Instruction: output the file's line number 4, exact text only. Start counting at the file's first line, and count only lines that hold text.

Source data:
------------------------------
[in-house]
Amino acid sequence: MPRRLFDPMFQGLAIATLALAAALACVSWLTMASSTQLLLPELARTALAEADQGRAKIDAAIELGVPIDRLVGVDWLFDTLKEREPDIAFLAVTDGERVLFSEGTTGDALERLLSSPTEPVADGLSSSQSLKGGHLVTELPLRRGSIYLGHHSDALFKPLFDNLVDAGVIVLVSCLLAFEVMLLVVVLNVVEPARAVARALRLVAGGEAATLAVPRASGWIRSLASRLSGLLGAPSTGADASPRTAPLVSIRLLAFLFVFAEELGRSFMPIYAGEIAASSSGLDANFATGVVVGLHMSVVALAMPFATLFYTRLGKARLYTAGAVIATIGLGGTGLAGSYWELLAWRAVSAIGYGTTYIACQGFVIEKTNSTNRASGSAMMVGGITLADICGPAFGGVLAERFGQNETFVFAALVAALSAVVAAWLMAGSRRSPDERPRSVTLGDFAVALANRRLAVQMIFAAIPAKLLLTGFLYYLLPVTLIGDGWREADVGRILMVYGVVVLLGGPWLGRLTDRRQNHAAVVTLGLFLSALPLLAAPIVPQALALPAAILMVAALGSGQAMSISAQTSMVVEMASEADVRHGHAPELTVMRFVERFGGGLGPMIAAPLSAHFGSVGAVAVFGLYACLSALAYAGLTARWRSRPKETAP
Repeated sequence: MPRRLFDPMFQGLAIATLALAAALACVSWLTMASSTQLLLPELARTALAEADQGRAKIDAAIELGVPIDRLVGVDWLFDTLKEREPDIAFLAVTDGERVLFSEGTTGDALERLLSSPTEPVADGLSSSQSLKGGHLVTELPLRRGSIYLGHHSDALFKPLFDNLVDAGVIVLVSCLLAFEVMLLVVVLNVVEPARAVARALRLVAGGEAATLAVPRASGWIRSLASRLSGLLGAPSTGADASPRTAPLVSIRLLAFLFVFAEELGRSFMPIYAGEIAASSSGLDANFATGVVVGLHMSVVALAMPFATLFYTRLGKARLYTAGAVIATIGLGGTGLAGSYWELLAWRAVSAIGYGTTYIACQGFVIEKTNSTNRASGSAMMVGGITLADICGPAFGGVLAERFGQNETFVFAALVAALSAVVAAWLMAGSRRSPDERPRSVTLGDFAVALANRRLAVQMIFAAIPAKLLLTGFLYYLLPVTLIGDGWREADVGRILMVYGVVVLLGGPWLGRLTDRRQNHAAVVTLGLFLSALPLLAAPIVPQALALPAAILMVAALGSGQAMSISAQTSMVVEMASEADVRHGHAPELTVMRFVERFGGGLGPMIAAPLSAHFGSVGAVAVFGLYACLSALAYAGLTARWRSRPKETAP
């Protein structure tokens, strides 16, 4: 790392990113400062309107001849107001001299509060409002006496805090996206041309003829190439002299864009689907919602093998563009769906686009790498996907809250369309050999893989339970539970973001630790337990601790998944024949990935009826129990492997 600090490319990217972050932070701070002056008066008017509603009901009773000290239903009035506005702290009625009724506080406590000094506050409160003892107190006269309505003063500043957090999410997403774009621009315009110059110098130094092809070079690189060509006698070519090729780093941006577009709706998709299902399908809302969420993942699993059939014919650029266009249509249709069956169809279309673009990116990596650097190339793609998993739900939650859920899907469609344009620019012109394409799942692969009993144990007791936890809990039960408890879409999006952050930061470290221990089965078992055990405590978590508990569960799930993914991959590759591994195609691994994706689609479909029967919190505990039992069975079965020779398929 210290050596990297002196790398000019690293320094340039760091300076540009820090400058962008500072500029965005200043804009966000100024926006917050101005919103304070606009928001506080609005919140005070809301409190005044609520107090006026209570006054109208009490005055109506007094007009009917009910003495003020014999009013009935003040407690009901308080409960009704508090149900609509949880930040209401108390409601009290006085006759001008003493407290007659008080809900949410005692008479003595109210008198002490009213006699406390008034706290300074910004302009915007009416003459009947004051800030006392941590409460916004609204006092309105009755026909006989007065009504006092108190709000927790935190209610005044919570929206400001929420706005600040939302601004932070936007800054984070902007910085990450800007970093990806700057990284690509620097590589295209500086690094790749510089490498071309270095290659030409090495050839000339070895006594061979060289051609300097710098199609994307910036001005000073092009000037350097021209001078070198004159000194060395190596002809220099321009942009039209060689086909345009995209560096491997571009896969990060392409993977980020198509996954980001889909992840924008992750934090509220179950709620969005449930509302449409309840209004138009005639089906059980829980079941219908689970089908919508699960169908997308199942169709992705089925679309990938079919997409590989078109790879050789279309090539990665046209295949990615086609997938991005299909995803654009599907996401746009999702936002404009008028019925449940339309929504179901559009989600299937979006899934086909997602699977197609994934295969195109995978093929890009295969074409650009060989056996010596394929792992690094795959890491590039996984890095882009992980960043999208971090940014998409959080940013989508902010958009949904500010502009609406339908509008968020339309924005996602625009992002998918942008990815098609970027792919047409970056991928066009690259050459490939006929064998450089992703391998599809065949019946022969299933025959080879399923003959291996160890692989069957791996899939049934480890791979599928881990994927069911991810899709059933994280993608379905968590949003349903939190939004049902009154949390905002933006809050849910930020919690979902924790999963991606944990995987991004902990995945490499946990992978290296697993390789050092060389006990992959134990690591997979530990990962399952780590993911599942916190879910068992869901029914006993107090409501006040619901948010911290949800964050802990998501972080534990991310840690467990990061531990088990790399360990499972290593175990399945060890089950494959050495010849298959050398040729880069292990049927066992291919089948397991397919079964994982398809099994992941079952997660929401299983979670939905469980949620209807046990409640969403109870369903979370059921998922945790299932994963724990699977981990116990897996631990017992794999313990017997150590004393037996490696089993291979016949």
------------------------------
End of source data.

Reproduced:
């Protein structure tokens, strides 16, 4: 790392990113400062309107001849107001001299509060409002006496805090996206041309003829190439002299864009689907919602093998563009769906686009790498996907809250369309050999893989339970539970973001630790337990601790998944024949990935009826129990492997 600090490319990217972050932070701070002056008066008017509603009901009773000290239903009035506005702290009625009724506080406590000094506050409160003892107190006269309505003063500043957090999410997403774009621009315009110059110098130094092809070079690189060509006698070519090729780093941006577009709706998709299902399908809302969420993942699993059939014919650029266009249509249709069956169809279309673009990116990596650097190339793609998993739900939650859920899907469609344009620019012109394409799942692969009993144990007791936890809990039960408890879409999006952050930061470290221990089965078992055990405590978590508990569960799930993914991959590759591994195609691994994706689609479909029967919190505990039992069975079965020779398929 210290050596990297002196790398000019690293320094340039760091300076540009820090400058962008500072500029965005200043804009966000100024926006917050101005919103304070606009928001506080609005919140005070809301409190005044609520107090006026209570006054109208009490005055109506007094007009009917009910003495003020014999009013009935003040407690009901308080409960009704508090149900609509949880930040209401108390409601009290006085006759001008003493407290007659008080809900949410005692008479003595109210008198002490009213006699406390008034706290300074910004302009915007009416003459009947004051800030006392941590409460916004609204006092309105009755026909006989007065009504006092108190709000927790935190209610005044919570929206400001929420706005600040939302601004932070936007800054984070902007910085990450800007970093990806700057990284690509620097590589295209500086690094790749510089490498071309270095290659030409090495050839000339070895006594061979060289051609300097710098199609994307910036001005000073092009000037350097021209001078070198004159000194060395190596002809220099321009942009039209060689086909345009995209560096491997571009896969990060392409993977980020198509996954980001889909992840924008992750934090509220179950709620969005449930509302449409309840209004138009005639089906059980829980079941219908689970089908919508699960169908997308199942169709992705089925679309990938079919997409590989078109790879050789279309090539990665046209295949990615086609997938991005299909995803654009599907996401746009999702936002404009008028019925449940339309929504179901559009989600299937979006899934086909997602699977197609994934295969195109995978093929890009295969074409650009060989056996010596394929792992690094795959890491590039996984890095882009992980960043999208971090940014998409959080940013989508902010958009949904500010502009609406339908509008968020339309924005996602625009992002998918942008990815098609970027792919047409970056991928066009690259050459490939006929064998450089992703391998599809065949019946022969299933025959080879399923003959291996160890692989069957791996899939049934480890791979599928881990994927069911991810899709059933994280993608379905968590949003349903939190939004049902009154949390905002933006809050849910930020919690979902924790999963991606944990995987991004902990995945490499946990992978290296697993390789050092060389006990992959134990690591997979530990990962399952780590993911599942916190879910068992869901029914006993107090409501006040619901948010911290949800964050802990998501972080534990991310840690467990990061531990088990790399360990499972290593175990399945060890089950494959050495010849298959050398040729880069292990049927066992291919089948397991397919079964994982398809099994992941079952997660929401299983979670939905469980949620209807046990409640969403109870369903979370059921998922945790299932994963724990699977981990116990897996631990017992794999313990017997150590004393037996490696089993291979016949």